'Mental': An Affable Guide, Leading Tours of Dark Interiors

Article excerpt

There is nothing wrong with turning a proven success inside out -- reversible raincoats, "Grendel" and the Eastern Orthodox Church have all shown lasting appeal. Opposites aren't always apposite, however: an Oreo cookie assembled backwards is a little too gooey to handle.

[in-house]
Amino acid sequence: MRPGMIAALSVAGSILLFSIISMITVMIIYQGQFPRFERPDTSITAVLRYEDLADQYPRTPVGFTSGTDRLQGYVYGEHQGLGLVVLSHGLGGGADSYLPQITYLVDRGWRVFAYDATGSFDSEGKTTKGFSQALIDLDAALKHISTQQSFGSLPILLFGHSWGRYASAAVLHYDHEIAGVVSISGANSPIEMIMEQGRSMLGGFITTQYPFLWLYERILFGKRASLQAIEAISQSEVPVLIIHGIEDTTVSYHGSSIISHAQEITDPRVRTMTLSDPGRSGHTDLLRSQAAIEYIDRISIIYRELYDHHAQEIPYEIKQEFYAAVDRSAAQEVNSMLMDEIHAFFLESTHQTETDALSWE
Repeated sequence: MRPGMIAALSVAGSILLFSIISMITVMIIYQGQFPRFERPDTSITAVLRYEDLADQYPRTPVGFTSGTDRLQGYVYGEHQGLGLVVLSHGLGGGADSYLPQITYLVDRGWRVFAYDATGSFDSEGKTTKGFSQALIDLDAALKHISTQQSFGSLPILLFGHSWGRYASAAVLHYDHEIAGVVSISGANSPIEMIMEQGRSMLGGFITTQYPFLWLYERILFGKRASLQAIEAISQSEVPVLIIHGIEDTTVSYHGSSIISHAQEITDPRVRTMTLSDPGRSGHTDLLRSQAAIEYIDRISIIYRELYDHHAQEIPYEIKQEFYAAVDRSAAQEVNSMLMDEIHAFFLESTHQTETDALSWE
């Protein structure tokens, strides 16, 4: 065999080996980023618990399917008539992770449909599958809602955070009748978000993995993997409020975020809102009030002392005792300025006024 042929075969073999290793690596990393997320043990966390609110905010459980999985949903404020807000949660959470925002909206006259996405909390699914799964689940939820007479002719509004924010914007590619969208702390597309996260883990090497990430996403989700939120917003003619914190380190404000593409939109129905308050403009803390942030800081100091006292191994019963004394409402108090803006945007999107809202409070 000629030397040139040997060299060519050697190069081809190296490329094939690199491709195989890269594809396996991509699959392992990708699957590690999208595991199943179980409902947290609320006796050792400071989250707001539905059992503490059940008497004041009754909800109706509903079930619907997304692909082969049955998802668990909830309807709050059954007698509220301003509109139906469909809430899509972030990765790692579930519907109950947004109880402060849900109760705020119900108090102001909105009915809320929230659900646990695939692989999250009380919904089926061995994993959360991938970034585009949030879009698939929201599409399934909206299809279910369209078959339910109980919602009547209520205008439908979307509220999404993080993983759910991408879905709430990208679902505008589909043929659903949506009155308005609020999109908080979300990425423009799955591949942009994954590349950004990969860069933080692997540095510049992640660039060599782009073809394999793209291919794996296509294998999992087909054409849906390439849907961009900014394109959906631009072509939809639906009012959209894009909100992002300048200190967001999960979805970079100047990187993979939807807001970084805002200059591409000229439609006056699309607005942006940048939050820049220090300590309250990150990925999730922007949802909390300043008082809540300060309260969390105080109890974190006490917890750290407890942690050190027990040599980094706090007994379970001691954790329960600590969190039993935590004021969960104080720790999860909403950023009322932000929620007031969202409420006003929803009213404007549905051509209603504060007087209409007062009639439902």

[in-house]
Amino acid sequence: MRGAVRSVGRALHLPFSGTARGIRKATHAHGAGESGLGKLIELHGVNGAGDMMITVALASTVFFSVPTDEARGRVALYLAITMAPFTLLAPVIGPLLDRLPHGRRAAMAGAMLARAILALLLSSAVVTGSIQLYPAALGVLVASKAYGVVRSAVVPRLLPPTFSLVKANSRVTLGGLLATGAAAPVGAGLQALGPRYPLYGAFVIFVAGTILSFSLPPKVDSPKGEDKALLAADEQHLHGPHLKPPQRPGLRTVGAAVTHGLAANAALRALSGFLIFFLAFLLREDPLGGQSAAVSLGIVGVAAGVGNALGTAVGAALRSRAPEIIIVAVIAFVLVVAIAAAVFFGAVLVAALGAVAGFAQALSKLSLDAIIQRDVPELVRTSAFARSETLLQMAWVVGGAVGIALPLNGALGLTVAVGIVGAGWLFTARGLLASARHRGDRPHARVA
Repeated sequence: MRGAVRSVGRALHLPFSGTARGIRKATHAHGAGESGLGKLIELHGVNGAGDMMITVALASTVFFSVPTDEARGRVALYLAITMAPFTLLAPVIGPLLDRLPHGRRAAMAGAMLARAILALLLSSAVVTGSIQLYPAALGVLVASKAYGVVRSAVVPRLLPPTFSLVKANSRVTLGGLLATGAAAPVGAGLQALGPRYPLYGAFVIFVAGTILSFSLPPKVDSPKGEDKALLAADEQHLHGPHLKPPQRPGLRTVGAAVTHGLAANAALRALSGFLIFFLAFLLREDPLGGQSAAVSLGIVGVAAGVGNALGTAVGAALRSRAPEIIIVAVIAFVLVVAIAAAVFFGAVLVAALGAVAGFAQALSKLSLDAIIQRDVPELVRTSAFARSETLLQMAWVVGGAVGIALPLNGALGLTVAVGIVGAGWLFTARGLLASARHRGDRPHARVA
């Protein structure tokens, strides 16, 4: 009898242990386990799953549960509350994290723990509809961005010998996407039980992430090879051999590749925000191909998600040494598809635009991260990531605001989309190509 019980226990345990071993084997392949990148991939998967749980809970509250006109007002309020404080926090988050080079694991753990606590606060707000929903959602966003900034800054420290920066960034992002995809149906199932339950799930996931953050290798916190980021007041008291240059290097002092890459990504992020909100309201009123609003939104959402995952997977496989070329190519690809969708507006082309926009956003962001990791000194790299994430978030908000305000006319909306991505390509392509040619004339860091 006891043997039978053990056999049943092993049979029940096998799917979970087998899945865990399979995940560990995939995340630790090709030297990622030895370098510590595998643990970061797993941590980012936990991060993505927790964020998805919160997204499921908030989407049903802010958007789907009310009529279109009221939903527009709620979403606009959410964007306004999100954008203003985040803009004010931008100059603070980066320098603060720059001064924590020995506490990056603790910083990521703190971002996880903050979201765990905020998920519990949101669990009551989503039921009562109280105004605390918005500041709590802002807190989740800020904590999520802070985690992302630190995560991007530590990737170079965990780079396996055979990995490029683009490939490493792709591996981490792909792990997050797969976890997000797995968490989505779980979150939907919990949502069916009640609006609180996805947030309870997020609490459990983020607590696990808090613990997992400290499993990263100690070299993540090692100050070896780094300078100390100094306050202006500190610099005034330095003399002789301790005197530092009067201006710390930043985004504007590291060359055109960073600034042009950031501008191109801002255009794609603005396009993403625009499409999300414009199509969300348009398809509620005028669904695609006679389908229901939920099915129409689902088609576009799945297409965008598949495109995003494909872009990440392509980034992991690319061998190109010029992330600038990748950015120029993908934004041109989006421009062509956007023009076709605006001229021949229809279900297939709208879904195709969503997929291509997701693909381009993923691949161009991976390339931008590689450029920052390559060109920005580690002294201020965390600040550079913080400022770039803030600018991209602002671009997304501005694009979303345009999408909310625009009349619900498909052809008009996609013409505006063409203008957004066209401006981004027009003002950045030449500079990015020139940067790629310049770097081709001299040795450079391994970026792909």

"Mental," a Fox series that begins on Tuesday, is "House" set in a psychiatric ward. Dr. Jack Gallagher (Chris Vance) is the ward's eccentric new director who is, like House, a brash, brilliant physician-detective, except that he solves the mysteries of the brain, not the body. The only difference is that unlike the sarcastic misanthrope played by Hugh Laurie, Gallagher is a handsome, cocky do-gooder with a deep, intuitive empathy for his patients. In short, he is insufferable. Almost everything else from "House" is transposed to the psychiatric wing of a Los Angeles hospital without a hitch -- or much imagination. There is a comely hospital administrator played by Annabella Sciorra, who, like the boss lady played by Lisa Edelstein in "House," has very high standards and very low necklines. There is a stuffy African-American colleague who resents Gallagher's breezy authority, and, inevitably, a posse of talented, ambitious residents who are instructed by their new boss to leave the doctors' lounge and take a gumshoe look into patients' homes and personal lives. In some ways, this iteration works. "House" is based on Sherlock Holmes, but Freud, who was an avid fan of Conan Doyle novels, likened detective work to psychiatry, not internal medicine. Besides, the unconscious is a lot more fun to examine than a PET scan. On "House," the camera keeps cutting away from the story for medical close-ups: microscopic and repulsive images of throbbing blood vessels and slithery aneurysms. "Mental" uses that device to get inside sick people's fantasies and phobias. One particularly effective moment occurs as Dr. Veronica Hayden-Jones (Jacqueline McKenzie), a starchy but dedicated shrink who was passed over for Gallagher, looks in on her day clinic. She peers approvingly over the shoulder of a young male outpatient as he studiously reads a computer screen, pen at hand. She sees a calm, treatable patient, but viewers flash on what the man is seeing in his mind's eye: he seizes the pen and drives it straight into his neck, blood spurting all over the place. It's the star of "Mental" who is hard to take. Like Dr. House, Dr. …